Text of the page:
So who is the greatest in the kingdom?  I daresay that question does not even matter.  Here is how Jesus answered that question:
At that time the disciples came to Jesus, saying, "Who then is greatest in the kingdom of heaven?" Then Jesus called a little child to Him, set him in the midst of them, and said, "Assuredly, I say to you, unless you are converted and become as little children, you will by no means enter the kingdom of heaven. Therefore whoever humbles himself as this little child is the greatest in the kingdom of heaven." Mathew 18:1-4 NKJV
It goes without saying, but Jesus is amazing.  I just imagine those apostles falling all over themselves of the great things they have done for Jesus bragging about which one will be the best and there goes Jesus putting a child in their midst and saying be like that.  I can see their jaws drop. I can imagine their thoughts regarding a child.  How strong can a child be?  Not very strong at all.  What can a child do?  No much.  What does a child know?  Nothing really.  What even can a child contribute?  Again, nothing.  But that is the point isn't it?  A young child is all about relationship.  They cling to their parents with nothing more important in their lives than that love they receive from mom and dad.  They rely on their parents for everything and always ask for their parents help.  They do not know much of anything and so they ask their parents all sorts of questions about almost anything.  The child knows nothing, can do nothing, and is completely reliant on his or her parents.  Oh to be like that young child to God.  To realize that of ourselves we are helpless and must cling to the strength of God.  Being the greatest is not about being better than others, but by humbling yourself and having that childlike love for God.  And the more humble you are, the less you will think of yourself especially in comparison to others.  And being humble, like the tax collector we read about earlier, we will see ourselves in relation to Jesus and strive for that.  We will see how inadequate we are and how awesome He is and we will cling to Him to be more like Him.  Humility is the key to greatness in the kingdom of God.  And there lies the great irony here.  You will not be the greatest in the kingdom by desiring it or striving for it.  You will become the greatest by giving up those desires and just trusting God to make you into what He wants you to be.  If you want to be the greatest, you have to first assume you are the lowest.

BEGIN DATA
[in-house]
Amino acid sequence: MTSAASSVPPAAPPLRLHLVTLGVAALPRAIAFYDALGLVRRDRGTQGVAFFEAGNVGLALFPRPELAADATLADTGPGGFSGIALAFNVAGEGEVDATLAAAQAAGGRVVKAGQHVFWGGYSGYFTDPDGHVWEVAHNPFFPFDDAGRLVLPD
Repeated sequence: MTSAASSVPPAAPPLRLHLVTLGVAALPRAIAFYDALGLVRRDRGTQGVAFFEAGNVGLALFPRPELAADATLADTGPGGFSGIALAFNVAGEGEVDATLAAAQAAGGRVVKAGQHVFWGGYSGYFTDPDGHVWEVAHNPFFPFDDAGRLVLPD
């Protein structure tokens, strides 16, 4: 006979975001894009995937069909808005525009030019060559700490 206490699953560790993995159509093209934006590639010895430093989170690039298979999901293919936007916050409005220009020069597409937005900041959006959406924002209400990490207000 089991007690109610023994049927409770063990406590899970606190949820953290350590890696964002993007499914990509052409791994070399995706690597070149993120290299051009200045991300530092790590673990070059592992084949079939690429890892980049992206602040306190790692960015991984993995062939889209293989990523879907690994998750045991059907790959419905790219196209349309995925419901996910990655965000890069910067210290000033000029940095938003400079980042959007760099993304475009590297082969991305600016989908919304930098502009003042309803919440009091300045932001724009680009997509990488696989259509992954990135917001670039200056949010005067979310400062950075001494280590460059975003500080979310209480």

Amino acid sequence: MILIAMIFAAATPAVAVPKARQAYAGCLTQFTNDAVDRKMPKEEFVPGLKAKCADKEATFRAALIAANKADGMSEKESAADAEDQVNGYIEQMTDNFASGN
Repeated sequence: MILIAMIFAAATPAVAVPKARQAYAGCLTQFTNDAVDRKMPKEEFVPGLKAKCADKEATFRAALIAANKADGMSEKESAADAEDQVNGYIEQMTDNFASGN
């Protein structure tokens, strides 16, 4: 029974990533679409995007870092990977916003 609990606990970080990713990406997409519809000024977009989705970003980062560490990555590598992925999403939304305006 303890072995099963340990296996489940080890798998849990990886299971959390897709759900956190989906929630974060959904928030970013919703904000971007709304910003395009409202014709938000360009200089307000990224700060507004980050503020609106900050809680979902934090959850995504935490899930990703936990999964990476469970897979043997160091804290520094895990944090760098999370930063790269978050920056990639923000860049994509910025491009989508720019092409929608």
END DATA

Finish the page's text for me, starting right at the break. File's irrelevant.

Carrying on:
So He told a parable to those who were invited, when He noted how they chose the best places, saying to them: "When you are invited by anyone to a wedding feast, do not sit down in the best place, lest one more honorable than you be invited by him; and he who invited you and him come and say to you, 'Give place to this man,' and then you begin with shame to take the lowest place. But when you are invited, go and sit down in the lowest place, so that when he who invited you comes he may say to you, 'Friend, go up higher.' Then you will have glory in the presence of those who sit at the table with you. For whoever exalts himself will be humbled, and he who humbles himself will be exalted." Luke 14:7-11 NKJV